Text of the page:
A 20-page report from the European Consumer Organization (ECO) is scrutinizing social media platforms for allowing cryptocurrency advertisements to bypass regulations.
The organization, which represents 46 consumer groups from 32 European countries, highlighted the inadequate awareness among consumers regarding the perils entwined with cryptocurrencies on platforms like Facebook, which otherwise prohibit the endorsement of unlicensed financial services.
“TikTok, Instagram, Twitter and YouTube are culpable for the proliferation of deceptive crypto advertisements through sponsored content and influencers,” the report, released on Jun. 8, states. “This constitutes an unjust trade practice, subjecting consumers to substantial detriment, including the potential loss of significant capital.”
The report, titled “Hype or Harm? The Great Social Media Crypto Con,” makes a particular reference to Twitter, highlighting how Elon Musk’s association with Dogecoin (CRYPTO: DOGE) contradicts Twitter’s own embargo on cryptocurrency ads.
It also shines a light on the emergence of “finfluencers,” or financial influencers, whom the report considers to be a vital conduit of information, especially for the younger demographic.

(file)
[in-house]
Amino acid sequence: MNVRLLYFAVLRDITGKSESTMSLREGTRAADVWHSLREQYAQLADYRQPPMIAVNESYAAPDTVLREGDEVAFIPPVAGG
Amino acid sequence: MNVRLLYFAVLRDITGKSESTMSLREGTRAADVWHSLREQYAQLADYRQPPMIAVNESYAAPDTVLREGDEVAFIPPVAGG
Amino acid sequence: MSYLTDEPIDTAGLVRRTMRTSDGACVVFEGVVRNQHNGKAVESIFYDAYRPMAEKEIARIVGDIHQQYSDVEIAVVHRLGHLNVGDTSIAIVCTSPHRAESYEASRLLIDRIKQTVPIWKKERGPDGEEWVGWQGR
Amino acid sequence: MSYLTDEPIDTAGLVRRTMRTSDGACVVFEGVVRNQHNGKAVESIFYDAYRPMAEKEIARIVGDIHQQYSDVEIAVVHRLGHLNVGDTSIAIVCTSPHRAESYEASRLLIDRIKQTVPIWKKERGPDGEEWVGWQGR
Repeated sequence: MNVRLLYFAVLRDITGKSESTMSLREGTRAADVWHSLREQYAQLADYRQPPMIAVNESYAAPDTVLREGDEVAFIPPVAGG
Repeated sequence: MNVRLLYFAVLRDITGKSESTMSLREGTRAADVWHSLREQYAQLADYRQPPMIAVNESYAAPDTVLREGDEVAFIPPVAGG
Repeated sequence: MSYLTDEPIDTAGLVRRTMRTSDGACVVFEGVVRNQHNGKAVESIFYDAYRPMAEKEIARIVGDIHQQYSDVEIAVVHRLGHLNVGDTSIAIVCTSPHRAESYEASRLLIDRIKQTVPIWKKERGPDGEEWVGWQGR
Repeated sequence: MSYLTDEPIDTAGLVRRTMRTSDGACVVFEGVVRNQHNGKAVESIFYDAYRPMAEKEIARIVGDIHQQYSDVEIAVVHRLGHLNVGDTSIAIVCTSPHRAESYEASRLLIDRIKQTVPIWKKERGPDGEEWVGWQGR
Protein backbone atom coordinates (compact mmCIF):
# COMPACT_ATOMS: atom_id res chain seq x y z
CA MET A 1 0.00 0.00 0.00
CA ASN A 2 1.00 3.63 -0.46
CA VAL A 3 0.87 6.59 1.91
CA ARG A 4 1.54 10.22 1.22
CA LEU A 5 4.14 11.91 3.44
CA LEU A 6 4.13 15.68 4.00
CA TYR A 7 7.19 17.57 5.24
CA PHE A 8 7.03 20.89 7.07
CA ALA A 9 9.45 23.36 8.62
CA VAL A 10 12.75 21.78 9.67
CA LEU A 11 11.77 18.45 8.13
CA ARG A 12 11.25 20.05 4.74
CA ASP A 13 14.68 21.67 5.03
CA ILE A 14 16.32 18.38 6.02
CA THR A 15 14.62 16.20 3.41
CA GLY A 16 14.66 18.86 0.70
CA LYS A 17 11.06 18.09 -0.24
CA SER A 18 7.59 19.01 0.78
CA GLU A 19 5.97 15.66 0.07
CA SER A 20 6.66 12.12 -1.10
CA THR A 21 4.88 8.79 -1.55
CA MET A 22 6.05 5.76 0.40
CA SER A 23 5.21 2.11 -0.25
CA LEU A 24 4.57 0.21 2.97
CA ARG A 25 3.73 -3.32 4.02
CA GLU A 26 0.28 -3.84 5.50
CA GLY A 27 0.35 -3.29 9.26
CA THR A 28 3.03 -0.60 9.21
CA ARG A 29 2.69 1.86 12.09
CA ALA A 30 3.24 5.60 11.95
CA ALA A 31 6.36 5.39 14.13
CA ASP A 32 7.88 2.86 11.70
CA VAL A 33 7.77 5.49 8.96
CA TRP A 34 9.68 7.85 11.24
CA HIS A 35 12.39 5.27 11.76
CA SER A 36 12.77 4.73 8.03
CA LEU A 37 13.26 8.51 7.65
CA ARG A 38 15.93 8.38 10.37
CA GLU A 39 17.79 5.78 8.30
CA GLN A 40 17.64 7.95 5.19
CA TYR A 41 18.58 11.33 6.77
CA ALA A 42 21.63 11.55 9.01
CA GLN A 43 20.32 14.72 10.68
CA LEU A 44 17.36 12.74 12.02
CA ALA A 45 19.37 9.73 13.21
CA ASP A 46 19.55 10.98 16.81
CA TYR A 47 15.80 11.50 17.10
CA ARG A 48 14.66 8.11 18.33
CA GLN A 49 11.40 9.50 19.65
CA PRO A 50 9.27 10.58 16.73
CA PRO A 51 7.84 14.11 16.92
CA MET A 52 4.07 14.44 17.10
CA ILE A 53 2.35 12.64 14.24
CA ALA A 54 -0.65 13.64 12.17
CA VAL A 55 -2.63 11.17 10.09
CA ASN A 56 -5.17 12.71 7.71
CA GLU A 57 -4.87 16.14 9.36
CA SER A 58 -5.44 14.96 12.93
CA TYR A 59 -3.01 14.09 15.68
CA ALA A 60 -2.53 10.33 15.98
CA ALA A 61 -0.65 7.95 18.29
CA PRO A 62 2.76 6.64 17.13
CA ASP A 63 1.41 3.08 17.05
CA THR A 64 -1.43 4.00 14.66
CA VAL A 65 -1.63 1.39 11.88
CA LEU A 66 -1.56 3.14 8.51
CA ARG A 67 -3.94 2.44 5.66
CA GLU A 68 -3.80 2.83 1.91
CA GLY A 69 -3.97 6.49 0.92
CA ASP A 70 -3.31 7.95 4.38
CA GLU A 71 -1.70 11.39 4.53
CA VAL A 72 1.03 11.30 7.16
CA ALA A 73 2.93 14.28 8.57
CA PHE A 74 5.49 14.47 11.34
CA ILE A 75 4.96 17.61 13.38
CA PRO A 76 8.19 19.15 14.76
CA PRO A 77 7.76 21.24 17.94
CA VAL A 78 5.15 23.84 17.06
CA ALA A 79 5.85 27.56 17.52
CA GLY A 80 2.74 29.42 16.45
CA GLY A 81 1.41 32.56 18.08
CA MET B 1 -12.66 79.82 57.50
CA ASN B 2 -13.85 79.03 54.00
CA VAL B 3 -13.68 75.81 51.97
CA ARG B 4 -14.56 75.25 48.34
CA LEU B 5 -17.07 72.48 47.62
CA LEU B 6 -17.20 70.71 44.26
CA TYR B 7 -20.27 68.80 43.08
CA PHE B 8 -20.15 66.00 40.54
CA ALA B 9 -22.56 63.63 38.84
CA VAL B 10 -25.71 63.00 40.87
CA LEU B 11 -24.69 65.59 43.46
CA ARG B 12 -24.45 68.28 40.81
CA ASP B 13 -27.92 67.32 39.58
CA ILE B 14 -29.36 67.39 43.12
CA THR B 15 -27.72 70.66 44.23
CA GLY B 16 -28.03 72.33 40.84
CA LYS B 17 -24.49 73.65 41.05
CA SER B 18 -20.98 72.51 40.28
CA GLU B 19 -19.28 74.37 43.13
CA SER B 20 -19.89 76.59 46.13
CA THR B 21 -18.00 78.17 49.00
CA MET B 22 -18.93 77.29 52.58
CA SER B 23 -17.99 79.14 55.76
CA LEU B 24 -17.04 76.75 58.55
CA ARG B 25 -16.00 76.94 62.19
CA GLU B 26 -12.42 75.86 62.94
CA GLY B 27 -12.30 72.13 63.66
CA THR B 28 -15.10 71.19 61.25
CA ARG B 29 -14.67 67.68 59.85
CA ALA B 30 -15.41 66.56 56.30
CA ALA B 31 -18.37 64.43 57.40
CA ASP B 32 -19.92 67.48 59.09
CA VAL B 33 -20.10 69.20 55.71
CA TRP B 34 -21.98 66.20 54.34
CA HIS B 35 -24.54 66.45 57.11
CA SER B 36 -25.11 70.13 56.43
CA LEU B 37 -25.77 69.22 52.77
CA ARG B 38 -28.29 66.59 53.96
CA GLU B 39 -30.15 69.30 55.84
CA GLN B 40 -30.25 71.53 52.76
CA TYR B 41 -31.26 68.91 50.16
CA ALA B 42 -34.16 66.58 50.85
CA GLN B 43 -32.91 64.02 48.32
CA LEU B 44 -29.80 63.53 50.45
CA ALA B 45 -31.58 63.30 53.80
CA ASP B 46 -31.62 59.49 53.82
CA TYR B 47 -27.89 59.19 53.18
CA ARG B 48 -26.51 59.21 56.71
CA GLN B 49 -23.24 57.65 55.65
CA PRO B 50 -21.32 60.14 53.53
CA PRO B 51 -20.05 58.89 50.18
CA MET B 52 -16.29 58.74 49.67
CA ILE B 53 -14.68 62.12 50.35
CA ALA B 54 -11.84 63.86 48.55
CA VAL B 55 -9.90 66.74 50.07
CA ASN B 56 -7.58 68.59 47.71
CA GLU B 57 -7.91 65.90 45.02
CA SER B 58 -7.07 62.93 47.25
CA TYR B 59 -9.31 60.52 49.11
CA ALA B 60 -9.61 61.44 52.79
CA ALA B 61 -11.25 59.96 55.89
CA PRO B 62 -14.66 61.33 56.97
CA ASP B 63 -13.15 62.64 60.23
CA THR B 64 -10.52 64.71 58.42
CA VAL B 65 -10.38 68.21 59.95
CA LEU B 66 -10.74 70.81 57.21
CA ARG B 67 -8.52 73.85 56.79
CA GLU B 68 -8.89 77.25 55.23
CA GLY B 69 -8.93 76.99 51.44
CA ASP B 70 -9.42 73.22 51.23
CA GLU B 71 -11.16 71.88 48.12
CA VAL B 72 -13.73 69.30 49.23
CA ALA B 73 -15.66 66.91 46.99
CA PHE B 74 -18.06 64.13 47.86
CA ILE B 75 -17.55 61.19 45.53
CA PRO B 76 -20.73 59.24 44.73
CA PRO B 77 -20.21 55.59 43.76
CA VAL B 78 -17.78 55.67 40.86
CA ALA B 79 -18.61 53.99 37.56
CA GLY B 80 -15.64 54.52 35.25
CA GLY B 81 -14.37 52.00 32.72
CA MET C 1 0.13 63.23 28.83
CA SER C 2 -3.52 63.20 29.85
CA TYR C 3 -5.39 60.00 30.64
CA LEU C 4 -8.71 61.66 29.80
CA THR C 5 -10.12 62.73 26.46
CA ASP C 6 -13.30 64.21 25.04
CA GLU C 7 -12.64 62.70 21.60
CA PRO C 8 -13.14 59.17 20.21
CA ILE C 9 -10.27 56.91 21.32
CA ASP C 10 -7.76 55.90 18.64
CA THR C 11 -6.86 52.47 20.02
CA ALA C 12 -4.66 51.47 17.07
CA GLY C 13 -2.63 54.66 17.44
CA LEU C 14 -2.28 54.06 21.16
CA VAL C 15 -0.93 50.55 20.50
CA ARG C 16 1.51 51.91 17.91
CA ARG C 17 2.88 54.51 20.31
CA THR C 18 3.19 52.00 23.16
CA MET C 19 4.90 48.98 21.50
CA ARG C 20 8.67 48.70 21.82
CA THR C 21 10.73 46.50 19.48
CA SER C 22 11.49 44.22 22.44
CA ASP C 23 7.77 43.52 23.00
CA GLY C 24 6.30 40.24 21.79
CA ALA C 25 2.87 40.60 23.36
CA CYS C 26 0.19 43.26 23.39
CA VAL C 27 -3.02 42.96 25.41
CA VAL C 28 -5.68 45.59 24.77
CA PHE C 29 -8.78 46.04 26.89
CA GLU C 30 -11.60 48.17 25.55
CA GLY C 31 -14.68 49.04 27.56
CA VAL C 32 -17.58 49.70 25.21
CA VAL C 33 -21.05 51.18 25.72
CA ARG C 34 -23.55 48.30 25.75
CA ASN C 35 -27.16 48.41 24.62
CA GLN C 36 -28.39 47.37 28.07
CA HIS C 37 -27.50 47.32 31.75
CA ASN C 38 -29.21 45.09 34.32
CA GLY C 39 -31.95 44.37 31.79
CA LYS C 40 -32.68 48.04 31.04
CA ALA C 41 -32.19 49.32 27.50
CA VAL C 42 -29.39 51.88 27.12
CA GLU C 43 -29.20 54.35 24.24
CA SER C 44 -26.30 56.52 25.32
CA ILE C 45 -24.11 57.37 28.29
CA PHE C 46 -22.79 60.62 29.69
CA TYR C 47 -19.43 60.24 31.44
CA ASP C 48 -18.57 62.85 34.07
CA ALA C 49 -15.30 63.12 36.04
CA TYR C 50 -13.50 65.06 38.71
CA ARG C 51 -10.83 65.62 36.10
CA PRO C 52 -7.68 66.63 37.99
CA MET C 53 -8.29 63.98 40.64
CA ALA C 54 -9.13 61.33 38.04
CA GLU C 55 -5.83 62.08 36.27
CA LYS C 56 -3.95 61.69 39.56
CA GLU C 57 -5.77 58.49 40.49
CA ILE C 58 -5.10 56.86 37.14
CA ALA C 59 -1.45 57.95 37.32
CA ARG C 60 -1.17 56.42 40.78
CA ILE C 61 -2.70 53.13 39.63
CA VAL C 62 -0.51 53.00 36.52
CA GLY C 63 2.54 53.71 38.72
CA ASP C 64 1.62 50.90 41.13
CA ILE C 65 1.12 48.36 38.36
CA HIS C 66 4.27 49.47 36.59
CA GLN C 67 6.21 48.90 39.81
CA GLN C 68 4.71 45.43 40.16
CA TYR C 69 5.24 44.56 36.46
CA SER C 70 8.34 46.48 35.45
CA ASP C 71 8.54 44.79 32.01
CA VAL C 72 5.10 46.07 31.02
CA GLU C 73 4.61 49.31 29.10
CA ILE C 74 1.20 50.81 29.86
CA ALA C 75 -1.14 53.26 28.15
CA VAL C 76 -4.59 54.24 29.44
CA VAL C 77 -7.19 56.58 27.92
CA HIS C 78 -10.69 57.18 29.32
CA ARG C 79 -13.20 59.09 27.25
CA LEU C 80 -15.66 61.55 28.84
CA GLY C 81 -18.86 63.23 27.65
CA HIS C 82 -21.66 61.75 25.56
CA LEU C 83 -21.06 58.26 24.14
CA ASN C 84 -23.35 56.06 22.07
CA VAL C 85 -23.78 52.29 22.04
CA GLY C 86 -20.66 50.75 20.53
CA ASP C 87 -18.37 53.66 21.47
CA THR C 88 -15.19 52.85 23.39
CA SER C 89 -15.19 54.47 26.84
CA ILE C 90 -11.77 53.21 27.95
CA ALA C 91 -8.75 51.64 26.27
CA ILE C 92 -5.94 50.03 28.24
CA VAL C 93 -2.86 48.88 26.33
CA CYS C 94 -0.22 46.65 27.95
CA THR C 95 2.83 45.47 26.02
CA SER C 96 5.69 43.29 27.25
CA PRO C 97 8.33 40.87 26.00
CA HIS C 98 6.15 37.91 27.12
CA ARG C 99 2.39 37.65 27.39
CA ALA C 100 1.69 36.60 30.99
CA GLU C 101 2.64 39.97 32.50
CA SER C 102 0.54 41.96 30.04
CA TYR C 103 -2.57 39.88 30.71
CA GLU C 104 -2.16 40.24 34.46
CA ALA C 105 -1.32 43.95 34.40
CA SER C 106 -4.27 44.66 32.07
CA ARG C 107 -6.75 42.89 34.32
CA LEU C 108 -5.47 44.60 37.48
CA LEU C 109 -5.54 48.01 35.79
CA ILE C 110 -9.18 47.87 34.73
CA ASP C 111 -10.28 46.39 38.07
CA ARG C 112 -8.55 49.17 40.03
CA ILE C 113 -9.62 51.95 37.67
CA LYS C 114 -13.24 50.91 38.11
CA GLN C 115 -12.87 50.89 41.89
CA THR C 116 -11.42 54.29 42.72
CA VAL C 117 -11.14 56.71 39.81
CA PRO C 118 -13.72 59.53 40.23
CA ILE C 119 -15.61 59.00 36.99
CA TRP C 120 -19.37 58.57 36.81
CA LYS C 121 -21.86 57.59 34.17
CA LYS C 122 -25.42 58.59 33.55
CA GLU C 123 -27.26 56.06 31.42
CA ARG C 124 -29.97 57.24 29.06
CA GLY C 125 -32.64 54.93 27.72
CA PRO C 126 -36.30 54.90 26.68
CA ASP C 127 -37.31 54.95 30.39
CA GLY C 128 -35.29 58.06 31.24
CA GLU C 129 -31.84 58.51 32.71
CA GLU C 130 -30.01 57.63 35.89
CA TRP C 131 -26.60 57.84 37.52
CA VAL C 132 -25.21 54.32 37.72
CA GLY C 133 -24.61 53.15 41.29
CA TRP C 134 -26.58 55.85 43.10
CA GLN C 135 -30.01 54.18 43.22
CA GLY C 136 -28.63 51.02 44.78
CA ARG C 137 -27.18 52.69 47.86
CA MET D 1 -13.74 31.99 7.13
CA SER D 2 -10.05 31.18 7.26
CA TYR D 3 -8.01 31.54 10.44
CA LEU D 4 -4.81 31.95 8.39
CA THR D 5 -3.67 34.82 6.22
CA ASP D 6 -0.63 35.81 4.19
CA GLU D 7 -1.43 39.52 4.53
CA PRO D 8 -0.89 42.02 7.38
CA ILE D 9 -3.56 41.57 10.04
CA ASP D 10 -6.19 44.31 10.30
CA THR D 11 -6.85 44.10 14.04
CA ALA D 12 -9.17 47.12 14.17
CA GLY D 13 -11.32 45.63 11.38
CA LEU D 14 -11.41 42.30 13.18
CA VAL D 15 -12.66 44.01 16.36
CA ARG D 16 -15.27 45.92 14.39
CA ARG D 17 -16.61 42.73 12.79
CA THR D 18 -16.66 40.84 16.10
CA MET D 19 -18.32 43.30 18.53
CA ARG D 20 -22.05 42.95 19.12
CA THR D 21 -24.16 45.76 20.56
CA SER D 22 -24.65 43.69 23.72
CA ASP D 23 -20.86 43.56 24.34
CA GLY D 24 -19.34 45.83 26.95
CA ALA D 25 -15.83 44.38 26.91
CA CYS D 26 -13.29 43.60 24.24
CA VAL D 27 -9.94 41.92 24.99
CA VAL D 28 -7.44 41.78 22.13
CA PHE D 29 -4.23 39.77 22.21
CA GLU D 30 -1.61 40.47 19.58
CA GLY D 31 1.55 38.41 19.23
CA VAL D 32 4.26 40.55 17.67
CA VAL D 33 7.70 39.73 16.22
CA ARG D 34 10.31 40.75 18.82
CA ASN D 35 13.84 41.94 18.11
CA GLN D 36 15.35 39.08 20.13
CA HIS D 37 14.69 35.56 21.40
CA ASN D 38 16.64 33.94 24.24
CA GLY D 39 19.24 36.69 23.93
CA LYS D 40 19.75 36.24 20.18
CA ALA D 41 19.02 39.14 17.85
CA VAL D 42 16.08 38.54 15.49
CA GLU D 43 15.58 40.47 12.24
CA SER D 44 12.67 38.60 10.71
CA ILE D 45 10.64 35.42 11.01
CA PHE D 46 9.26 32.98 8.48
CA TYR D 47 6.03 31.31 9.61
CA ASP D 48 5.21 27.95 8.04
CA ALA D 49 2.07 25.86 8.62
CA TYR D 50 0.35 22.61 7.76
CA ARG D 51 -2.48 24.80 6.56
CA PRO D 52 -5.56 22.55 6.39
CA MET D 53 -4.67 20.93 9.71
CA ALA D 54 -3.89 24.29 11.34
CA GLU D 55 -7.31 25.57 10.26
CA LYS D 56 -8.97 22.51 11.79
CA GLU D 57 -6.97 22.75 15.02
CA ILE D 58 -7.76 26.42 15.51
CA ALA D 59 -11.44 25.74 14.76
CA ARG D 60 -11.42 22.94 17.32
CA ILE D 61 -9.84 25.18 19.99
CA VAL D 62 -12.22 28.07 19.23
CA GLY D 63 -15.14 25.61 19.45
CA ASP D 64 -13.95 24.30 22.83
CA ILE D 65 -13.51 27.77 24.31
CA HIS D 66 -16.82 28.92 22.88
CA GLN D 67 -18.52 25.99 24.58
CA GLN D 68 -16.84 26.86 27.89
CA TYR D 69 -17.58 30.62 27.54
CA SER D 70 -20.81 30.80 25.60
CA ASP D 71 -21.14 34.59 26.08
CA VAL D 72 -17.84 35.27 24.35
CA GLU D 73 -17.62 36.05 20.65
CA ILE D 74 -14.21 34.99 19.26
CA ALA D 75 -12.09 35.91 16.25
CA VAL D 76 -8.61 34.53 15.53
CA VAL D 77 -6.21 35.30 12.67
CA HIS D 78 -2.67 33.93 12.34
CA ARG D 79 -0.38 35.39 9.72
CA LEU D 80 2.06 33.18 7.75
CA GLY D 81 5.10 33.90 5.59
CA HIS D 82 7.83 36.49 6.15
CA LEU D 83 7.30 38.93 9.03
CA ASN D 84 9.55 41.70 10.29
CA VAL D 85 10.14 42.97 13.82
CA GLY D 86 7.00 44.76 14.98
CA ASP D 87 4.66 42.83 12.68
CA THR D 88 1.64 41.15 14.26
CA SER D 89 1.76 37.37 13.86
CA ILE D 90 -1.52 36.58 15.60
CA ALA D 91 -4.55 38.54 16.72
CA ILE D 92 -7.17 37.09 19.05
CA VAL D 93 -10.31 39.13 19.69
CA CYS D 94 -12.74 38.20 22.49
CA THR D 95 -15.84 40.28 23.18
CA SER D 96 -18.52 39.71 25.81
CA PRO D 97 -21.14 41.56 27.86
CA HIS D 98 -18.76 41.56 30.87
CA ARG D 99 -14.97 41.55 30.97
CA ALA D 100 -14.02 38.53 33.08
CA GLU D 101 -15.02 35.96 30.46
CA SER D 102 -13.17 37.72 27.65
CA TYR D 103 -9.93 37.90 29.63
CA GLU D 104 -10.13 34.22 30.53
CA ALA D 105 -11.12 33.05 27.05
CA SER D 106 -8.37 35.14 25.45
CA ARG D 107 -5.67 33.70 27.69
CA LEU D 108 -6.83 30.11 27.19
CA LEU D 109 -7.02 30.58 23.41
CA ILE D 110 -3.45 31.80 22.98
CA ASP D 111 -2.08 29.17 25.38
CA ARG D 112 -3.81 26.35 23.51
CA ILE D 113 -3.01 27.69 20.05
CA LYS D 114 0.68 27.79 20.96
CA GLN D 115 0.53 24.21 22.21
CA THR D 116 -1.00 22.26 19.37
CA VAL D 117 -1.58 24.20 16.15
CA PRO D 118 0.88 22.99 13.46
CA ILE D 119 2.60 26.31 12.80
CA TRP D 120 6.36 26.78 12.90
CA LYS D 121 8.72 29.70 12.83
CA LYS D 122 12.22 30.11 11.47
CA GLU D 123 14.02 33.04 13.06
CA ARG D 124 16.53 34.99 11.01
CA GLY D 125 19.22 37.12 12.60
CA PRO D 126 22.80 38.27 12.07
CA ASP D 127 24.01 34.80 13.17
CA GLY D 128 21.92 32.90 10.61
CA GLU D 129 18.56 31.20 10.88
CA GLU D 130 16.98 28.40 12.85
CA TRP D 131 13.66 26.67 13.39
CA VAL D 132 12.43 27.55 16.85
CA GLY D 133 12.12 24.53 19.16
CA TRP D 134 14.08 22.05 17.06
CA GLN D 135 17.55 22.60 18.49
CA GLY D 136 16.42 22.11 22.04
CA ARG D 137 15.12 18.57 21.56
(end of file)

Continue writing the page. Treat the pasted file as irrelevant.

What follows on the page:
While national regulators have been striving to stem the tide of misleading crypto promotions, the report argues that a multifaceted strategy is direly needed.
It asserts that the European Union has the legal groundwork, through the Unfair Commercial Practices Directive, and the institutional framework, via the Consumer Protection Cooperation Network (CPCN), to implement EU-wide actions.
The BEUC’s report advocates for the CPCN to exert pressure on social media companies to enforce stringent criteria in their ad policies.
This encompasses a ban on influencers promoting cryptocurrency offerings and mandates periodic submissions of reports to the European Commission detailing the efficacy of the implemented measures.
In a contrasting development, the French Senate has recently permitted crypto enterprises with official registration to engage social media influencers for marketing and publicity campaigns.
This juxtaposition of events underscores the multifaceted and evolving nature of cryptocurrency regulation, especially in the context of advertising and consumer protection, within Europe and beyond.
Produced in association with Benzinga
Edited by Jessi Rexroad Shull and Alberto Arellano